Concerns in Ruby: Part 1: Concerning Concerns

In October of 2022, I had the privilege of giving a talk on “Concerns (aka. modules) in Ruby” to the Maxwell development team and afterwards was asked if I could condense my talk into a blog post.

Well, I unfortunately failed at the “condense” part as we’ll need about four posts to cover everything, but I am excited to present the talk to you in written format and hope that you find it entertaining if not educational.

To begin, let’s orient ourselves - what are concerns/modules (hereinafter concerns) in Ruby? When you see the word “concern” in this series moving forward, we are talking about the following:

concerns in Rails

Broadly-speaking, concerns are a mechanism for allowing an otherwise-unrelated set of classes to share code. In Ruby, they are created using the module keyword and in Rails apps they can live in multiple locations but conventionally are found in directories like app/models/concerns, app/controllers/concerns, etc.

As an example of one place we might use a concern, say we’re working on an app for managing a “family fun park” type of business that has a laser tag arena, party rooms, and bowling lanes, and we want to allow our customers to book or reserve any and all of these. We can accomplish this behavior via a Bookable concern that adds scheduling functionality to any class that includes it.

share code via concerns

You’ll often see concerns referred to as mix-ins because their functionality gets “added to” or “mixed into” the classes that include them. Also note that classes aren’t limited to just one concern - they can include as many as they want!

The code sharing made possible by concerns is DRY (“don’t repeat yourself”) and resolves the constraint of single inheritance since classes, in Ruby at least, can only have one parent class.

concerns summary

Let’s look at some diagrams to help us visualize concerns by comparing them to the more well-known concept of inheritance.

This first diagram depicting classical inheritance should be pretty self-explanatory to anyone familiar with the concept:

inheritance diagram

Now, here’s a diagram that depicts how concerns work:

concerns diagram

Hopefully, as you look at the above, a little red flag is waving around annoyingly in your mind. As you examine these diagrams, maybe you’re hit by the fact that in both we are looking at relationships between classes, but the relationship created by inheritance is much more explicit/obvious than the relationship that’s created when we use a concern.

In short:

The hierarchical nature of inheritance creates relationships between classes, and these relationships are explicit.

The mixed-in nature of concerns also creates relationships between classes, but these relationships are implicit.

And it’s at this point that I’m going to take what will probably feel like a (long) detour, but please hang with me. This tangent is necessary because:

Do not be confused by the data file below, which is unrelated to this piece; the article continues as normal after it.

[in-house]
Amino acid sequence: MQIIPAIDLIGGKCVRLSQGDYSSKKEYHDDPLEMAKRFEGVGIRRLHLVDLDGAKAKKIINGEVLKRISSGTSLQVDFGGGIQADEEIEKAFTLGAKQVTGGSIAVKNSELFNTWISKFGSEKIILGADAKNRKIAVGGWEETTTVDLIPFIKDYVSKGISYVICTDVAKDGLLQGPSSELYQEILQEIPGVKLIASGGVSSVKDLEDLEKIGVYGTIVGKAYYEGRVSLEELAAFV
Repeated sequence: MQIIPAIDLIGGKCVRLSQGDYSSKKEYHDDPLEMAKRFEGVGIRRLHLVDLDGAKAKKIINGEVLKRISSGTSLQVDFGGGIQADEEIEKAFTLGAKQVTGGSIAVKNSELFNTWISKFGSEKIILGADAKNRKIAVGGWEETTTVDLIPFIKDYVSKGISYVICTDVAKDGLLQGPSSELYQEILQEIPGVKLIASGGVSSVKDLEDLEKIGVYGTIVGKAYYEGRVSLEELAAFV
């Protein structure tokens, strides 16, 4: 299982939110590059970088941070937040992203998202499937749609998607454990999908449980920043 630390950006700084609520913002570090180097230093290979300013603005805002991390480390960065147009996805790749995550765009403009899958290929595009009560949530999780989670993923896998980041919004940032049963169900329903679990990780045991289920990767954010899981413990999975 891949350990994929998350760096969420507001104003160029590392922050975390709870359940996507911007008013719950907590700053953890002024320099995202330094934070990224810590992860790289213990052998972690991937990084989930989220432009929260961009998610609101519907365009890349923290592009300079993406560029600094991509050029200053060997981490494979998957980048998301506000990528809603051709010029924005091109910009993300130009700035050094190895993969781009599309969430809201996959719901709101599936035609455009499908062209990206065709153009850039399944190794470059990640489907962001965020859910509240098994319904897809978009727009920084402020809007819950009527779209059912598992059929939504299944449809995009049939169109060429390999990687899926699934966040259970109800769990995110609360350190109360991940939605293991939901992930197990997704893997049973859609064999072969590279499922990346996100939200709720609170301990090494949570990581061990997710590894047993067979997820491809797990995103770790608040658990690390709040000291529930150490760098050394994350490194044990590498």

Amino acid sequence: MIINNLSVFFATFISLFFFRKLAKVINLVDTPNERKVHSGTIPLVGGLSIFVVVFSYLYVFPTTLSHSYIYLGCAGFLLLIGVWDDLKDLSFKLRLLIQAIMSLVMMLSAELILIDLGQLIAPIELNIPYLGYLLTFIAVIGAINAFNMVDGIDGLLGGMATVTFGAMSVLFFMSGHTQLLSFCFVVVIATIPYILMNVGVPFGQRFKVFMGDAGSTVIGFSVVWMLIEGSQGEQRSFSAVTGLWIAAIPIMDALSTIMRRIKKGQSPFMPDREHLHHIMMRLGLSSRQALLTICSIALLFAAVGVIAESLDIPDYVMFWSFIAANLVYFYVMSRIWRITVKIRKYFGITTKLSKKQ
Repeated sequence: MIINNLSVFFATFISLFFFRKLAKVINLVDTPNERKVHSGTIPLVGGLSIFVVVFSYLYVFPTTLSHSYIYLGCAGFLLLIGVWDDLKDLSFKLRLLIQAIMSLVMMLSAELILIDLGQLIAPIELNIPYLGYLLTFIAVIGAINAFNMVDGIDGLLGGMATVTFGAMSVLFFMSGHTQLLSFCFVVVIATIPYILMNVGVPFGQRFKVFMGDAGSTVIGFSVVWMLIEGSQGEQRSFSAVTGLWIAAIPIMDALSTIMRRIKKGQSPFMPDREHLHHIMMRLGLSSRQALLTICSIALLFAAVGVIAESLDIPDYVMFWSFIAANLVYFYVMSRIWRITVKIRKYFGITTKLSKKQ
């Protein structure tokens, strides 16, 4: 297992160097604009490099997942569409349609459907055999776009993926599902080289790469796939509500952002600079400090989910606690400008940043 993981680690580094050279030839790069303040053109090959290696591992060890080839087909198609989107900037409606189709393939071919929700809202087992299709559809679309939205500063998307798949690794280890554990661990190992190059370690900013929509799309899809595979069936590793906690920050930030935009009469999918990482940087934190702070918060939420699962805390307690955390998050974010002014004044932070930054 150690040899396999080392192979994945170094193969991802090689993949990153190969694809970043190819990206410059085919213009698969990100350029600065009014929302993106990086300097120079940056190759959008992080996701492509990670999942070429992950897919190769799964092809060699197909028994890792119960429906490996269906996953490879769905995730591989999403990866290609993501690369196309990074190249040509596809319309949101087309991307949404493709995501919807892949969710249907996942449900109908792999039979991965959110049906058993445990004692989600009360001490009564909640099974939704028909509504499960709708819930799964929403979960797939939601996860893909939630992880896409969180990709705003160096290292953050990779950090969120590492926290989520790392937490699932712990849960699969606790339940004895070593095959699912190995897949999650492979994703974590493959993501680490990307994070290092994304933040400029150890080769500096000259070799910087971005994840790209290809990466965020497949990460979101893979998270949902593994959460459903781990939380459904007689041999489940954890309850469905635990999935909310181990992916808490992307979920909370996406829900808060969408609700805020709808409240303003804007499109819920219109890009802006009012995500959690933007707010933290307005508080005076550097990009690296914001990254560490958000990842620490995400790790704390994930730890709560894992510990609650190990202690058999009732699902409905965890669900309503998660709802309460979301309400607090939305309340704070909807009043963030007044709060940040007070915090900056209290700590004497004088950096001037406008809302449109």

Knowing what something is, or what it does, does NOT mean that we understand how to use it well!

As Lego Gandalf said:


So for now:

save this for later

Let’s take that detour and begin by asking ourselves…

What is the primary goal of good software design?

I’m sure this is one of those questions that philsophers could debate about for centuries, but for our purposes I want to take a bit less of your time and submit to you the idea (not original to me) that the primary goal of good software design is…

To reduce the cost of change.

Above, the word “cost” is not limited to monetary concerns. It encompasses the ideas of financial investment, time spent, the amount of human-power required, etc. to deliver working software.

Furthermore, allow me to clarify the statement that, “the primary goal of good software design is to reduce the cost of change,” with two axioms that should ring true to anyone who’s worked with a software program of any decent size for more than a few months:

  1. Change is inevitable…so it must be taken into account.

  2. Change is unknowable…so it needs to be made inexpensive, not guessed at.

In regards to point #2 above, it’s actually considered a design sin to try to predict and build for change ahead of time since doing so a) easily leads to maintaining unused code added in case of “what if” and b) can easily lead to time and effort wasted building the wrong thing.

So, yes - change is coming and we therefore need to make it as inexpensive as possible. This is the primary goal of good software design, and it means that good software design is one of the most practical things in the world. It is focused, not on glass houses and castles in the clouds, but on making the real-world experience of software development safer, better, and, ultimately, less expensive.

So how do we do this? How do we build software in such a way that change is as inexpensive as possible?

One way is via the use of time-tested software design principles which allow us to stand on the shoulders of giants and learn from their hard-won wisdom:

Don’t reinvent the wheel because we already have pretty good wheels and honestly your car isn’t Google-sized anyway and neither is your budget so seriously just stop.

Ada Lovelace (probably)

These “time-tested software design principles” are where we’ll pick up in part two. See you there!

Written on April 24, 2023 by Alex Smith

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